Intellectual Property - Patents - Test for Obviousness - Inventive Step Response

by Rosanna Cooper - Date: 2007-03-11 - Word Count: 419 Share This!

The UK Patent Office conducted a consultation on one of the tests for patentability - which is whether an invention has an 'Inventive Step'. The test is whether the invention is obvious to a person skilled in the art taking into account what prior art was available at the time when the patent application was filed.

The consultation looked at the wider significance of the 'Inventive Step' and whether there was any need for change. It also considered the possibilities of refining the 'Inventive Step' test under UK and European law.

According to the Patent Office, there is considerable international debate concerning the level of invention required to justify the grant of a patent and a widespread view that perhaps some patents are being granted where there is little invention and that this impedes follow-through innovation. The recent Gowers Report touched upon this issue and referred to the consultation, stating that "it is important that the inventive step is set at the correct level". Examination for inventive step (also called "obviousness") has been a feature of UK patent law since the introduction of the Patents Act 1977 and the consultation sought comments on the level at which that step should be set, how to apply the law and how that application compares with other Intellectual Property Offices internationally.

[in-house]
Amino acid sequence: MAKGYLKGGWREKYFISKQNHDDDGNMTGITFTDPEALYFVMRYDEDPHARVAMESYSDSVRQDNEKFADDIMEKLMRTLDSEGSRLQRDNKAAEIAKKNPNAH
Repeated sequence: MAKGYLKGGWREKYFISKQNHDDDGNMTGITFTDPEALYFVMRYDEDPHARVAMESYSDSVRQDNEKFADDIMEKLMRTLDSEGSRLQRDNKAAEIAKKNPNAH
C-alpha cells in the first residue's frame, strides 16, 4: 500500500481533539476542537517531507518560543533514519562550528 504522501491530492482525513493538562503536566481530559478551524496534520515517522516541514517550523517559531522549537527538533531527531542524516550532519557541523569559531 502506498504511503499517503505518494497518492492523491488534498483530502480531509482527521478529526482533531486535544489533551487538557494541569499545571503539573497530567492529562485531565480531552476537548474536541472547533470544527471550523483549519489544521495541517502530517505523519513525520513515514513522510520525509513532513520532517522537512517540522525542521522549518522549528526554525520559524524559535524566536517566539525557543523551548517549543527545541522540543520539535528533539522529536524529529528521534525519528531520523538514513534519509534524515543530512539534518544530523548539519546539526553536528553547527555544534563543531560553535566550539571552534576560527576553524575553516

The Patent Office has published the outcome of its Inventive Step Consultation. In its press release Sean Dennehey, Director of Patents, said:

'…We wanted to go on the front foot in response to the international debate about whether the inventive step hurdle for getting a patent was too low and leading to so-called trivial patents. We are pleased that the consultation has confirmed both that there is no need for any change to the basic law as it relates to inventive step, and that our application of the law is appropriate. However, we recognise that in the face of changing technology we need to keep our practice under review to ensure we keep pace with the technological environment in which inventions are made.'

There were 26 responses to the consultation, from representative trade bodies and professional associations, individuals and firms. For a copy of the Response see:

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© RT COOPERS, 2007. This Briefing Note does not provide a comprehensive or complete statement of the law relating to the issues discussed nor does it constitute legal advice. It is intended only to highlight general issues. Specialist legal advice should always be sought in relation to particular circumstances.

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